CIPs Teaching Tips – Spring 2013 #4 “All by yourself…alone”

CIPs Teaching Tips – Spring 2013 #4

“All by yourself…alone ”

Now that many of us have received the results of student evaluations from last semester, it is a good time to talk about how students perceive us in the classroom. One of the factors that greatly affects this perception is teacher immediacy. Teacher immediacy is a term used to describe communication behaviors that reduce the perceived distance between teacher and students.  By definition, immediacy behaviors convey teacher warmth, communicate positive relational affect, signal approach and availability for communication, and create increased receptivity in receivers. Students’ perceptions arise from an overall impression of the degree of immediacy behaviors rather than from single cues.  The research consistently shows that immediacy has a positive effect on teacher and course perception. These of course then can have a positive effect on student motivation and performance.

First described by Meharabian (1969) as behaviors that enhance closeness and nonverbal interaction with another, the definition was extended by Gorham (1988) to include verbal interaction that increased psychological closeness between teachers and students. Verbal immediacy includes the use of humor, frequent use of student name, encouragement of discussion and following up on student-initiated comments, encouraging future contact with students, and sharing of personal examples; nonverbal immediacy includes smiling, eye contact, vocal expressiveness, open gestures and body movement behaviors by the instructor. Immediate teachers often encourage students to appreciate or value the learning task, which in turn, has been found to enhance cognitive learning (Rodriquez, Plax & Kearney 1996)

Some behaviors that can increase teacher immediacy: reducing the actual physical distance between you and your students: smiling – simple, but very effective (You’d be surprised how often instructors don’t smile.), making appropriately friendly eye contact, and being vocally expressive.

Some behaviors that can decrease teacher immediacy: standing or sitting with “closed” body positions, moving away from your students – your whole body or just your upper body, avoiding eye contact, and negative tones and language.

While behaviors on the “can increase” list help us to be perceived as more accessible to students (hopefully demonstrating actual accessibility) many of us do not do them when we become uncomfortable or insecure in the classroom. In fact, most of us start exhibiting behaviors from the “can decrease” list. We might pull back physically when we feel that we’ve lost our students or feel that they are judging us in some way. Or, we might become overly critical, negative, or domineering. All of these things increase the distance between a teacher and his or her students and erode trust and respect.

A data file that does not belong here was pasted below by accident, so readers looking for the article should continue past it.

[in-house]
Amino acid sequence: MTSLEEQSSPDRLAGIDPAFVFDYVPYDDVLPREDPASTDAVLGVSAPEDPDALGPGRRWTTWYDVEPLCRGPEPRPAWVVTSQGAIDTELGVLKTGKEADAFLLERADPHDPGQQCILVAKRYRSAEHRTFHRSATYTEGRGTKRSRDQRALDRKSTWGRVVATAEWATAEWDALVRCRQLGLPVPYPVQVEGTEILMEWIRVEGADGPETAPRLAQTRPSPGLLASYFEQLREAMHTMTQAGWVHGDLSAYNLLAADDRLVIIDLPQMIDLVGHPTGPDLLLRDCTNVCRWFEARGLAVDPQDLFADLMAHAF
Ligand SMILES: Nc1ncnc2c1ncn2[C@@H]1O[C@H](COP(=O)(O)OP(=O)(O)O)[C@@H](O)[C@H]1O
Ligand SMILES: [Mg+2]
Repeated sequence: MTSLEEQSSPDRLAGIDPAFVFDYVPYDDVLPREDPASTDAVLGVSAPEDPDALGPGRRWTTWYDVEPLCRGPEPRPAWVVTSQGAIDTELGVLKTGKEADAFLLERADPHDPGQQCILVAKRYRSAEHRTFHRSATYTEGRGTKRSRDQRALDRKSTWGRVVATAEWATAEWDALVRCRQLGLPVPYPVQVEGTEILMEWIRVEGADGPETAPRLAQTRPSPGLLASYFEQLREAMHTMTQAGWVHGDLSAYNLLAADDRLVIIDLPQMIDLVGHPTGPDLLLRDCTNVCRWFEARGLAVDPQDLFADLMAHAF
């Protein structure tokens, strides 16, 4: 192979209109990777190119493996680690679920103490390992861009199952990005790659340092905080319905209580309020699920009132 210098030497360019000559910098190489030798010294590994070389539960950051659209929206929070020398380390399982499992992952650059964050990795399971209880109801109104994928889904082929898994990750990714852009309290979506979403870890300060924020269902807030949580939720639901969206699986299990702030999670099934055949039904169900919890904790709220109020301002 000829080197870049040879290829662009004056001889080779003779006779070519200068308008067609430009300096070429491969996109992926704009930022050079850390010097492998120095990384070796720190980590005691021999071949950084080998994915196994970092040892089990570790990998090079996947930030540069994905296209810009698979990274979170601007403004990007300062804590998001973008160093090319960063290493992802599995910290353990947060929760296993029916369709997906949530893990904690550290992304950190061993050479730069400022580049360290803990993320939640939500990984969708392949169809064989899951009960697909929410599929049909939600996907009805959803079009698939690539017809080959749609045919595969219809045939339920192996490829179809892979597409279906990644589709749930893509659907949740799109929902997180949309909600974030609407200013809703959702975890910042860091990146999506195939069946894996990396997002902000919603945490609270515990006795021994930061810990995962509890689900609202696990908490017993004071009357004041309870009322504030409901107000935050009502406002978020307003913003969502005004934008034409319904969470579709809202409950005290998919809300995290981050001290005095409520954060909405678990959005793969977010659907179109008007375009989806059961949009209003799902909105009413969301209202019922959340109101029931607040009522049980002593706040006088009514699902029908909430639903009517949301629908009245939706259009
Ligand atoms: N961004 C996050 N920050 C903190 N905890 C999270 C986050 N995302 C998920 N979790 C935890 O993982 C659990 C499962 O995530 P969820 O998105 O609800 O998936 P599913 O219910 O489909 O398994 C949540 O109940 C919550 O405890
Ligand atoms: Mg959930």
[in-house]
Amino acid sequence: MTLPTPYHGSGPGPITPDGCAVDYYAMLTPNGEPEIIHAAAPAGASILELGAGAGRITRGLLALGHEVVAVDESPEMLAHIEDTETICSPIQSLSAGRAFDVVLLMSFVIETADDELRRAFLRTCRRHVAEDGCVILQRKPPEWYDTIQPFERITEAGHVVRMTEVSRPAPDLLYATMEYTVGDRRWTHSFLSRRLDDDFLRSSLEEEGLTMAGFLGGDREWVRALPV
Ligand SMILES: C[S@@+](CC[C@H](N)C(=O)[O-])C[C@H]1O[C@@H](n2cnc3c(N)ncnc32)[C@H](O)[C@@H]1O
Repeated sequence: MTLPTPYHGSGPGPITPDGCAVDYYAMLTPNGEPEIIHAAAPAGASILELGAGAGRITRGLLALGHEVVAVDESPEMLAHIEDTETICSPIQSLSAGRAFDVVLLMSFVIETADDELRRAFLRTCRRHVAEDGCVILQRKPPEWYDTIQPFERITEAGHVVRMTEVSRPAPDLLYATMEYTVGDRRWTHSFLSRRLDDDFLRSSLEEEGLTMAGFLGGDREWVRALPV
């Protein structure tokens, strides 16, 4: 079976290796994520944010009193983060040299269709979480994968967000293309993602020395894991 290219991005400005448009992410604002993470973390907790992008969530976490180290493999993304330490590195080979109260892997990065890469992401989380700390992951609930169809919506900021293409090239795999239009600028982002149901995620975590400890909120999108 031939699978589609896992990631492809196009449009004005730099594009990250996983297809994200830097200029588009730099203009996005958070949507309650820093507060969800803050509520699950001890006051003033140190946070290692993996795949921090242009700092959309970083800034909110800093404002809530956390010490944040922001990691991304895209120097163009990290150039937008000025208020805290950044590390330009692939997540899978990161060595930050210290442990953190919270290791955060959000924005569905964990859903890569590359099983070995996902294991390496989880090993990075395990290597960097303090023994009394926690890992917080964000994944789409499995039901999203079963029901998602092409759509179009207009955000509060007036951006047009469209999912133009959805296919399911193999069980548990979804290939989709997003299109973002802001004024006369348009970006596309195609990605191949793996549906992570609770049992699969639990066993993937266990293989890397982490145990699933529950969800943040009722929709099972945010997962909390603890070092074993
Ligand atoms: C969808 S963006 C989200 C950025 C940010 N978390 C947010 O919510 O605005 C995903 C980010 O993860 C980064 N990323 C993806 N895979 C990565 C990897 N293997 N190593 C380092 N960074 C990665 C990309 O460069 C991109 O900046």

Students get worried when they suddenly feel a distance open up between the teacher and the class. They will most always assume that it’s the teacher’s fault. They will often assume the teacher: doesn’t care about them, is judging them as unfit or unworthy, or doesn’t know what they’re doing.

Be prepared before you find yourself in this situation. First, figure out something you do easily and well that increases teacher immediacy – something that always works for you, something that is your strength. Then have a plan; be ready to pull out your “method” to regain your own focus and reconnect with your students whenever things get dicey in your classroom. For one instructor this might mean telling a story; for another, it could be taking a poll or asking students to give examples from their own lives. It doesn’t matter as long as it works for you and your students. Take back your class. Don’t let your perception of their judgments of you cause you to distance yourself from them. Even if they caused the rift, it’s your job to close it.

A short selection of resources:

Allen, Jerry L., et al. “Students’ Predispositions and Orientations toward Communication and Perceptions of Instructor Reciprocity and Learning.” Communication Education 57.1 (2008): 20-40. Academic Search Complete. http://search.ebscohost.com/login.aspx?direct=true&db=a9h&AN=27949762&site=ehost-live

Andersen, Janis and Peter Anderson. “Teacher Immediacy.” Blackwell Reference Online. http://www.blackwellreference.com/public/tocnode?id=g9781405131995_chunk_g978140513199525_ss13-1

Goodboy, Alan K., and Scott A. Myers “The Relationship Between Perceived Instructor Immediacy and Student Challenge Behavior.” Journal of Instructional Psychology 36.2 (2009): 108-112. Academic Search Complete. http://search.ebscohost.com/login.aspx?direct=true&db=a9h&AN=43843914&site=ehost-live

Hutchins, Holly M. “Instructional Immediacy and the Seven Principles: Strategies for Faciliating Online Courses.” Online Journal of Distance Learning Administration, Volume VI, Number 111 (2003). http://www.westga.edu/~distance/ojdla/fall63/hutchins63.html

*Put these letters in front for off-campus access: https://cobalt.champlain.edu/login?url=

CIP, Center for Instructional Practice

Contact Director Cinse Bonino for a one-on-one CIP instructional design session:

Email: bonino@champlain.edu or CIP@champlain.edu Phone: 802 651 5965 Skype: cinse.cip

 

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